It is interesting to me that in this age of graphical fidelity where it is possible to create in great detail a nuanced, fully-fleshed world that a player can delve into, that with greater frequency I find myself drawn to games that tell the story of a world in many ways through abstraction.
A decade and longer ago I was, like so many others, obsessed with the seemingly limitless potential of improving graphics in video games. From the day I bought and installed my first 3dfx Voodoo 2 with its 8MB of RAM, it's promises of unlocking impossible resolutions such as 1024x768, and its ability to actually run EverQuest, a bold game that actually required 3d acceleration, I had in my head visions of someday playing photo-realistic games.
I knew in my darkest heart's desires that someday when hyper-realistic games were the norm, they would be all I’d play.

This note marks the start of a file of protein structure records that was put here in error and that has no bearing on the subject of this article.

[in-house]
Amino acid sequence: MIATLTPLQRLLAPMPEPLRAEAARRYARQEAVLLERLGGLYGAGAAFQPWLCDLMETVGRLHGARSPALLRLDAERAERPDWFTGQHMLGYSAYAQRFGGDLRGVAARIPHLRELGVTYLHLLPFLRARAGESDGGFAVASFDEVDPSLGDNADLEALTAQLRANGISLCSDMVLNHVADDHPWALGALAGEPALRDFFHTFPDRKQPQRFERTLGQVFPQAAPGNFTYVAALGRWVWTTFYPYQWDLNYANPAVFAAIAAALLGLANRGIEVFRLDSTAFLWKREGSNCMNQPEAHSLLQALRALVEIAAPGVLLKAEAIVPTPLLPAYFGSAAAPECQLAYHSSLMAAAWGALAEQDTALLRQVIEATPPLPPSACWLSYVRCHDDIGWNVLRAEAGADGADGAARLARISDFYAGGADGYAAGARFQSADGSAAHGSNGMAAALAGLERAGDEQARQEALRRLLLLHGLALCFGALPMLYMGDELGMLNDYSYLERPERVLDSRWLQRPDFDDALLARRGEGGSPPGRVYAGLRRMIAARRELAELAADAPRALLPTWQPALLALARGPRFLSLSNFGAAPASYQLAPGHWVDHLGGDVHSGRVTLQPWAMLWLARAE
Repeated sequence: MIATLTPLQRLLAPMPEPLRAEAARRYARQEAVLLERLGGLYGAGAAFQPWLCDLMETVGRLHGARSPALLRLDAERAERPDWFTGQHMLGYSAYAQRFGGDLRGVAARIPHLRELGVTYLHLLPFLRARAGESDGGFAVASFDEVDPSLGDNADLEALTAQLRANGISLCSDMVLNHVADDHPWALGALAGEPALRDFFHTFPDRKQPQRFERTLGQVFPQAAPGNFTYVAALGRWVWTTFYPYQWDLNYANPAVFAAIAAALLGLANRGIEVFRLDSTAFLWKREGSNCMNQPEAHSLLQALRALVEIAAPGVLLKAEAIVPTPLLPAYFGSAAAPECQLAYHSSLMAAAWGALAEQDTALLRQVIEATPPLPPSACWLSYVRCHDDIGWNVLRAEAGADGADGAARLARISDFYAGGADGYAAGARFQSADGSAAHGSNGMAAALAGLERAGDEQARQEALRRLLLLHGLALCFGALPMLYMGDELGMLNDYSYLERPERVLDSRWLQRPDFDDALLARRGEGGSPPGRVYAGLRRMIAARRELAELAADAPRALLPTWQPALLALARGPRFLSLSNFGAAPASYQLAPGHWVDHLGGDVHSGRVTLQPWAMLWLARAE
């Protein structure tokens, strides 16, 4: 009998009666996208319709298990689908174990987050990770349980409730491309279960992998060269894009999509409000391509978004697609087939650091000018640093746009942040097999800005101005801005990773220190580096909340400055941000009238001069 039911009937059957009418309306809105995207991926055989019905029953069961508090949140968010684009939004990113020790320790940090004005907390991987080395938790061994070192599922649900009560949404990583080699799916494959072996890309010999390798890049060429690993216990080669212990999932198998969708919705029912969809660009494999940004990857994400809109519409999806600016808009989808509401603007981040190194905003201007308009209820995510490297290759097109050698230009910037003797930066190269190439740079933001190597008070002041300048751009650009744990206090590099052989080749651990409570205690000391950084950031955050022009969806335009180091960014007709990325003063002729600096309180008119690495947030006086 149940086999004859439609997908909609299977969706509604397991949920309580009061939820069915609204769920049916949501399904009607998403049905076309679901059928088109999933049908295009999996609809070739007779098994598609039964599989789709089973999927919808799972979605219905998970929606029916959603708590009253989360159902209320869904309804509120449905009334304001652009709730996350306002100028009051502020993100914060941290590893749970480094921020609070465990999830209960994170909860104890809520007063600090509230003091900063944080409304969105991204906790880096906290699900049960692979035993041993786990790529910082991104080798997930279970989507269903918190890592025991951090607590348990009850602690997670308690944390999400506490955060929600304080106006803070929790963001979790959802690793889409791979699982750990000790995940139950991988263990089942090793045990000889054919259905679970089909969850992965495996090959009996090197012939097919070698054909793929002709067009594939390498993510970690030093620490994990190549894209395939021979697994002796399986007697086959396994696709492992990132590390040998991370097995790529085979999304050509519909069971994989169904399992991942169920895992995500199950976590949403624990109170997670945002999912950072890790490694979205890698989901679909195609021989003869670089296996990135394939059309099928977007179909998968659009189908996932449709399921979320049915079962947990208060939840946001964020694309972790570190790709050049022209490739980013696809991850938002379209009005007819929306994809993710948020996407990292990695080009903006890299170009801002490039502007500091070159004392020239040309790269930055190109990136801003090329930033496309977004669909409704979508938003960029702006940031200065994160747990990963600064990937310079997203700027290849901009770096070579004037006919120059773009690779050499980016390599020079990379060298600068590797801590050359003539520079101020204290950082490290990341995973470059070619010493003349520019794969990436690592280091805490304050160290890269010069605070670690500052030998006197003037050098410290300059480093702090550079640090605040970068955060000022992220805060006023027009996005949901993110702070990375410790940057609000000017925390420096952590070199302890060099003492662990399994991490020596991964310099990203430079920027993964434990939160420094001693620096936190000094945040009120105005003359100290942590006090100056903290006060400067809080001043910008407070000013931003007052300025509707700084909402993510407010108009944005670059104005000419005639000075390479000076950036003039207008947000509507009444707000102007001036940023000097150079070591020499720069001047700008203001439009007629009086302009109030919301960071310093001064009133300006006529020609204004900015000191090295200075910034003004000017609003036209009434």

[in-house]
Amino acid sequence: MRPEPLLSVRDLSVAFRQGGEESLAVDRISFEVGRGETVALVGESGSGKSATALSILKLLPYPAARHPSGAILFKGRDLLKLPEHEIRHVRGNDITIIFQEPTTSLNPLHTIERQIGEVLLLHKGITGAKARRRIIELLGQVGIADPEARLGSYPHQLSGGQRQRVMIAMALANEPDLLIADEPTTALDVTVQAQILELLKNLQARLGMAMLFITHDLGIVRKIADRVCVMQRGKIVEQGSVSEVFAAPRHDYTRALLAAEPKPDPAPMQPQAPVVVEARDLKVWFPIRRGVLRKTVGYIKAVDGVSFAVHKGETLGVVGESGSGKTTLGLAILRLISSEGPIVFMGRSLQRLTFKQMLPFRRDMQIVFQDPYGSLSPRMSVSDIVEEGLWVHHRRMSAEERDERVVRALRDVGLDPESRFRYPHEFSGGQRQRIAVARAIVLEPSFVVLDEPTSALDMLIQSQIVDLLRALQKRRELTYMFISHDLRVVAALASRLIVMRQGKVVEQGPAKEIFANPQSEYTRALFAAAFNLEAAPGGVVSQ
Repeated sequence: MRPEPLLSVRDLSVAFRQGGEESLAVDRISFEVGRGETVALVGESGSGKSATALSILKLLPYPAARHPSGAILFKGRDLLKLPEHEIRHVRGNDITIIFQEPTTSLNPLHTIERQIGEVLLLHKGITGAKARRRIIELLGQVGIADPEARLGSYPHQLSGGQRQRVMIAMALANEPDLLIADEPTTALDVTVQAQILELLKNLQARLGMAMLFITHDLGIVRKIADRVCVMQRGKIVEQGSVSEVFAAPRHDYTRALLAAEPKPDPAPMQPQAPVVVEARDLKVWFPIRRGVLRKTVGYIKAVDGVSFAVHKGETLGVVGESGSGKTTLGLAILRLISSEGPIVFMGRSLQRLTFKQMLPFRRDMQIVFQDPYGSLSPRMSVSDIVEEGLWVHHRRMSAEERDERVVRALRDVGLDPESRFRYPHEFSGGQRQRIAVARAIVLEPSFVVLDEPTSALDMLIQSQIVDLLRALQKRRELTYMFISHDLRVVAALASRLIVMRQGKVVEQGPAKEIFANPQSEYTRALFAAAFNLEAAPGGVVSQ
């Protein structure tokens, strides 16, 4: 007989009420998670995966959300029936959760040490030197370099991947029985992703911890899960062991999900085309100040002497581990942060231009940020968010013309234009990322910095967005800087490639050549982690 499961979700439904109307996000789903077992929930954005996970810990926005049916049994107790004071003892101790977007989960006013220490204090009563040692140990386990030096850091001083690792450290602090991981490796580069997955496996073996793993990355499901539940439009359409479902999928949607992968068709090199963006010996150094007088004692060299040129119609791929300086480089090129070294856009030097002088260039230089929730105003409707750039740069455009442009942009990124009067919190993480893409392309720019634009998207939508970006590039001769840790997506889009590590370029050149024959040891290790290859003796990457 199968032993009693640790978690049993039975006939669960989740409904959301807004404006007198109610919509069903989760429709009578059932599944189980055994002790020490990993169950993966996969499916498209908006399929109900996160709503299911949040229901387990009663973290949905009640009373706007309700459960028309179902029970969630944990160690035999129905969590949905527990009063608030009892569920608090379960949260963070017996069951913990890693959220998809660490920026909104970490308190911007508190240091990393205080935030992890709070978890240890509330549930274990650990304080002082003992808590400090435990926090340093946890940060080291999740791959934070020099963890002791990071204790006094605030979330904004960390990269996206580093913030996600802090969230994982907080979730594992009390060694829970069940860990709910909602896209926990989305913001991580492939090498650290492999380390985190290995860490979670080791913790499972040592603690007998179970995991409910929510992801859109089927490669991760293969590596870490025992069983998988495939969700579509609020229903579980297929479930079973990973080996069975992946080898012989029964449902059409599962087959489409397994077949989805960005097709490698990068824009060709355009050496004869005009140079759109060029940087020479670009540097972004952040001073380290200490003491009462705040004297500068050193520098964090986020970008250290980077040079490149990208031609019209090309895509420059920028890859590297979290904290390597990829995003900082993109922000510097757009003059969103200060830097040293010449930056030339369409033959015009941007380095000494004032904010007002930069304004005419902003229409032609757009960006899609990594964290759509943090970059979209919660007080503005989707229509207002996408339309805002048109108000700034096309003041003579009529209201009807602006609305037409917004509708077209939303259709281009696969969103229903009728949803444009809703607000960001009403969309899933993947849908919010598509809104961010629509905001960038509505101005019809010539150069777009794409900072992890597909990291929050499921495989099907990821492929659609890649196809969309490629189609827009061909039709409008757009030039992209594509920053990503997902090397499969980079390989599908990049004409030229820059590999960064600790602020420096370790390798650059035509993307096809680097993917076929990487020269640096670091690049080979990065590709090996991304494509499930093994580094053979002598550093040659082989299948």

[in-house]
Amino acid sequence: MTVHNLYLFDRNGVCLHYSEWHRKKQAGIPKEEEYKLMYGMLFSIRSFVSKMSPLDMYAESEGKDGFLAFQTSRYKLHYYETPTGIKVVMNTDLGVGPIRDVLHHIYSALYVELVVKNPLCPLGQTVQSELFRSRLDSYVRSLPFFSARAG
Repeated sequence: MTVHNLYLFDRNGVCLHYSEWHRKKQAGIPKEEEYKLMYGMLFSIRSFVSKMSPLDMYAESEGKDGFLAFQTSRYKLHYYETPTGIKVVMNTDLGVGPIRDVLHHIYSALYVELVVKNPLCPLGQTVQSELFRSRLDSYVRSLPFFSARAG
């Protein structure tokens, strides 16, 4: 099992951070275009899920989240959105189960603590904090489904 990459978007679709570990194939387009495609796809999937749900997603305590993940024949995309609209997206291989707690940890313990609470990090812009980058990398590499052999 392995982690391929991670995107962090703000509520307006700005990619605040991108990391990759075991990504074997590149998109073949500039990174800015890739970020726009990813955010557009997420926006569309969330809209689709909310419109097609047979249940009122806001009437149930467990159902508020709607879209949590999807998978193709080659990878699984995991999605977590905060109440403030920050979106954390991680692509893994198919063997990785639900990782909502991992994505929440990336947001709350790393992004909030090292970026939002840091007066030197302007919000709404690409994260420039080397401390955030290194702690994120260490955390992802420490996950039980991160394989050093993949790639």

We could quibble on how close games are or are-not to this long held, photo-realism ideal, but by any measurable means were I to hand myself a screenshot of The Witcher 3, Dragon Age: Inquisition or Grand Theft Auto 5 back in 1998, I’d have conceded that these games are at least close enough. And yet, more and more these are games I play and dabble with like a kid handed a plate full of brussel sprouts and peas. I metaphorically push the games around with a fork for a while and try to cover them up with a napkin while I ask to be excused from the table.
Instead my time is monopolized by games like Galactic Civilizations 3, Order of Battle: Pacific, Rimworld, Kerbal Space Program and, of course, my long standing obsession with Paradox’s Europa Universalis IV -- take a drink! -- all games that I find far more immersive and evocative than these other games with incredibly detailed and visually stunning worlds.